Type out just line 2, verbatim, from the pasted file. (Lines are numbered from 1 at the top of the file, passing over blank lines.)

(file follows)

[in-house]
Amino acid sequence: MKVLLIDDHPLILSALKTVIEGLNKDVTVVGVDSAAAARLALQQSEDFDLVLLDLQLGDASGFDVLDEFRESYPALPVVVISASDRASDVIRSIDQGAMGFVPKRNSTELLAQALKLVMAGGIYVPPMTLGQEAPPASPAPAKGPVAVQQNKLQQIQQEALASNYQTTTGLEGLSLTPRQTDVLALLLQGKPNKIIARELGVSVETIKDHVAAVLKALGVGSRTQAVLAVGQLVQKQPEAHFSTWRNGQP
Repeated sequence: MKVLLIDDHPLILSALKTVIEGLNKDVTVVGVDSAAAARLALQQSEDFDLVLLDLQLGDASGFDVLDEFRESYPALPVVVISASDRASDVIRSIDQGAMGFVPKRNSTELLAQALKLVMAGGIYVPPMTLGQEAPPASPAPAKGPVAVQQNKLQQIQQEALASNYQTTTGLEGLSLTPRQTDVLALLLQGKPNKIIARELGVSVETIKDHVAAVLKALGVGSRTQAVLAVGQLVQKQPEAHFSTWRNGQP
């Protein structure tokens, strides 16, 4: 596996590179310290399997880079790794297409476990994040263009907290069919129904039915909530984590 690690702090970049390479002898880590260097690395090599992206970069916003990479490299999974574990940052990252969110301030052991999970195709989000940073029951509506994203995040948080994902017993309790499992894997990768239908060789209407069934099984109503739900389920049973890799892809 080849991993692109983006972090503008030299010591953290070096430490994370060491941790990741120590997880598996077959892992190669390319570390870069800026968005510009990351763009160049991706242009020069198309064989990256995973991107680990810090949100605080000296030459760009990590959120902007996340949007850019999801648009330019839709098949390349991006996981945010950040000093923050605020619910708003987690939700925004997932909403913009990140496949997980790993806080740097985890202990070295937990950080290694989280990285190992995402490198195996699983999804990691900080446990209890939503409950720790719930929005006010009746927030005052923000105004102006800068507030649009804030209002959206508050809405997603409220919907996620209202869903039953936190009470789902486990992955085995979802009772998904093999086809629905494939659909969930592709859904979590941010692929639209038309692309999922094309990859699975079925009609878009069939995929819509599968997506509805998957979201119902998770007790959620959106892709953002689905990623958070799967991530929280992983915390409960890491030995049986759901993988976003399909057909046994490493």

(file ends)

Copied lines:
Amino acid sequence: MKVLLIDDHPLILSALKTVIEGLNKDVTVVGVDSAAAARLALQQSEDFDLVLLDLQLGDASGFDVLDEFRESYPALPVVVISASDRASDVIRSIDQGAMGFVPKRNSTELLAQALKLVMAGGIYVPPMTLGQEAPPASPAPAKGPVAVQQNKLQQIQQEALASNYQTTTGLEGLSLTPRQTDVLALLLQGKPNKIIARELGVSVETIKDHVAAVLKALGVGSRTQAVLAVGQLVQKQPEAHFSTWRNGQP